Comfortable in the Air

How humans learned to fly.

The Rutan VariEze, on display at the Steven F. Udvar-Hazy Center in Northern Virginia, electrified homebuilders when it appeared in 1976, not only with its exotic airframe but also with a set of easy-to-follow plans, which are on display in the We All Fly gallery. (Dane Penland / NASM)
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“We All Fly,” the theme of this special issue of Air & Space, is as timely as the stories that follow are riveting. Over the last year, air travel, an incredible innovation that had become so commonplace for so many of us, became a rarity, if not an impossibility. As we begin to reclaim some semblance of normality and take to the skies once more, it’s exciting to commemorate amazing milestones in flight.

And as we reflect on how far we’ve come in aviation, we step back to revisit, build upon, refresh, and renew ideas that seemed to be the stuff of fiction when first proposed. The idea of an airship once seemed impossible. Then technology caught up with imagination, and airships were going to be the way to travel. And then they weren’t. But while airships never carried the masses transported by trains and planes, their unique capabilities are repeatedly studied for important and specialized uses.

Similarly, supersonic transport is again a work-in-progress. More than a half-century after the Concorde’s first flight, new efforts—endorsed by major air carriers—are being made to re-introduce supersonic commercial airplanes, while business jets that break the sound barrier are also being designed. What is interesting is that supersonic travel seemed futuristic 50 years ago, and it still does, with challenges posed by issues like climate change, which were a consideration even when Concorde was built.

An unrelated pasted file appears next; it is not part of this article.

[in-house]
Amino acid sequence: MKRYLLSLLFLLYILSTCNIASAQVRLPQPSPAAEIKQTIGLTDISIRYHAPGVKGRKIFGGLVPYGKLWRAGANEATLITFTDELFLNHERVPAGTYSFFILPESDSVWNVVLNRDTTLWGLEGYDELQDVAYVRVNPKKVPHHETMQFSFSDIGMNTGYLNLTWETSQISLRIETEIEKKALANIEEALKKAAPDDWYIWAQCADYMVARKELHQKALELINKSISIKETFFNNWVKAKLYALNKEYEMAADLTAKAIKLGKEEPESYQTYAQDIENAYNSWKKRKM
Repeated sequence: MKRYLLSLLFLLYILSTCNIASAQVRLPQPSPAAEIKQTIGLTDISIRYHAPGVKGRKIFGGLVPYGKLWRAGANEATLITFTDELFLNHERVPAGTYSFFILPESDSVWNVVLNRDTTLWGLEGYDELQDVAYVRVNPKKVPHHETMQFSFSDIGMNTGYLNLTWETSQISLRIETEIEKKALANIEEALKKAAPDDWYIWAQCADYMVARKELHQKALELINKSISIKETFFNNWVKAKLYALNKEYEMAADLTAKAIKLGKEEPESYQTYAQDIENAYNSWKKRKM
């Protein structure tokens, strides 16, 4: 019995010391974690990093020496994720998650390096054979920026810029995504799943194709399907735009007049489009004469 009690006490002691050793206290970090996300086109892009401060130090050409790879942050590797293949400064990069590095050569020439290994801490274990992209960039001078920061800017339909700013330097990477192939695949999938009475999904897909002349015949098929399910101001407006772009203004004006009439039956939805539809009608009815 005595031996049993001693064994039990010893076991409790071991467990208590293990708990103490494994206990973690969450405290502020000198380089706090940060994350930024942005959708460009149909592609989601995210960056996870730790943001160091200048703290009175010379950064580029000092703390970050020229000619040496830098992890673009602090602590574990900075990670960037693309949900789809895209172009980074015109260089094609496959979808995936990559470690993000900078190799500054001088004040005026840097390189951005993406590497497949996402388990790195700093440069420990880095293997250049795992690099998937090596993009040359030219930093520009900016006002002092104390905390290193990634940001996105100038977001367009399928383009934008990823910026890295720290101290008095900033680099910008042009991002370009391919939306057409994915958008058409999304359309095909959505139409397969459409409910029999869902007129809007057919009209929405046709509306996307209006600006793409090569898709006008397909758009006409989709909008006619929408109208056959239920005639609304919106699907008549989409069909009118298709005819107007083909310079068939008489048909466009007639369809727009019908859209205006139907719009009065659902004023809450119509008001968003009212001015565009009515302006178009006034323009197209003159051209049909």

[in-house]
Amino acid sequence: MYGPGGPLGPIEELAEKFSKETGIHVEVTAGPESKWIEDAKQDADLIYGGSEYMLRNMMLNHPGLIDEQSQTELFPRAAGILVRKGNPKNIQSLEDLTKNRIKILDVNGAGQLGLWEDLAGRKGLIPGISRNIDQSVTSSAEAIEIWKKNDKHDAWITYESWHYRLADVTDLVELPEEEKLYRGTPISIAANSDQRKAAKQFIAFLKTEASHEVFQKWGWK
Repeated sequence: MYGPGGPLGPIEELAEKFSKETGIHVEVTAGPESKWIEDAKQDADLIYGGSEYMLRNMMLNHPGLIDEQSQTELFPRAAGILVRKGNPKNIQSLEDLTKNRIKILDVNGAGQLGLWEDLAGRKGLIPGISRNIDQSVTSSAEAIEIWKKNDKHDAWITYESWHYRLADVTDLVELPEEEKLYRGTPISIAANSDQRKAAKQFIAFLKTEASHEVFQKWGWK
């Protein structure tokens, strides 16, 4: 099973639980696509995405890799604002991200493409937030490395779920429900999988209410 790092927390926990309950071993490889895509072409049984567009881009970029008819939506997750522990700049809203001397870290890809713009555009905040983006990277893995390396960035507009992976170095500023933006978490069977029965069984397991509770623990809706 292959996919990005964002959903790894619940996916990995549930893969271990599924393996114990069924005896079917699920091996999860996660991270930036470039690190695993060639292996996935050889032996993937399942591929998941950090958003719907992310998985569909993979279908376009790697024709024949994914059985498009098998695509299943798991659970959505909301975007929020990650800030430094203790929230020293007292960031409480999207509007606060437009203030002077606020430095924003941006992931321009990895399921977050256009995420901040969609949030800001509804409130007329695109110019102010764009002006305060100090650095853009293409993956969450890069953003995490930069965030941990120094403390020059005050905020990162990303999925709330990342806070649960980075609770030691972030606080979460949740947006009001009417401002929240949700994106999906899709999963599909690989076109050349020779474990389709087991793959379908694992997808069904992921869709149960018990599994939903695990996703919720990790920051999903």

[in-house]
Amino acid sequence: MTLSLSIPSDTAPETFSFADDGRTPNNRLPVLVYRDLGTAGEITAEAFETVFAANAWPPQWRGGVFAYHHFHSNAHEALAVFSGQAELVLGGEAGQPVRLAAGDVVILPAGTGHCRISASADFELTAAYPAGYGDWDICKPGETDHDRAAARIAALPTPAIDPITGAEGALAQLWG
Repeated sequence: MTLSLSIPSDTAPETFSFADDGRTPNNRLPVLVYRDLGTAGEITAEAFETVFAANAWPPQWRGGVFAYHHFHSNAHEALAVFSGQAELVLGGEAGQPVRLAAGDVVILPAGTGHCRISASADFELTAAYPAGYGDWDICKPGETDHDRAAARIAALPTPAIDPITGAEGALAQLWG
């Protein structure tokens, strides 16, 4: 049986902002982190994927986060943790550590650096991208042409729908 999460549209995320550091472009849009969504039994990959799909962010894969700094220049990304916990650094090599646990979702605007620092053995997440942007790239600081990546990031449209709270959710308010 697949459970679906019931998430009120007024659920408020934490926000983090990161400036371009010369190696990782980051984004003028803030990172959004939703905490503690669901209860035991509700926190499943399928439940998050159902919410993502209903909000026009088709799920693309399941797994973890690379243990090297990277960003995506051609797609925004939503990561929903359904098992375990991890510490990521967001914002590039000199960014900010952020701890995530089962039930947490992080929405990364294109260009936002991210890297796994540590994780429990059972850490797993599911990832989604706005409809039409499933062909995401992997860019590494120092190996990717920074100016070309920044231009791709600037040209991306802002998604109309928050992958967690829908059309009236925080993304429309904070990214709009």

And then there’s the story of modern-day barnstormer Andrew King. Bringing back the thrill of aviation’s earliest days, with some of its earliest airplanes, he is teaching a new generation both the history and the wonder that inspired so many of those who created the aviation and space history we celebrate at our Museum.

As we get back to where people are once again filling airplanes, the Museum will be reopening our flagship location on the National Mall—around the time this issue arrives—a follow-up to our successful reopening of the Steven F. Udvar-Hazy Center in Chantilly, Virginia in May. Welcoming visitors to both locations will let us share those recurring threads of aviation and space history with even larger audiences.

Late next year, we will reopen the fully renovated west end of the National Mall building. The new galleries will celebrate even more pioneers who will, like those in this issue, inspire future generations to break barriers and make history. And one gallery in particular will focus on the way we’ve become a species comfortable in the air. It’s appropriately named the Thomas W. Haas We All Fly gallery. We can’t wait to welcome you back to the Museum.

Christopher U. Browne is the acting Director of the National Air and Space Museum.

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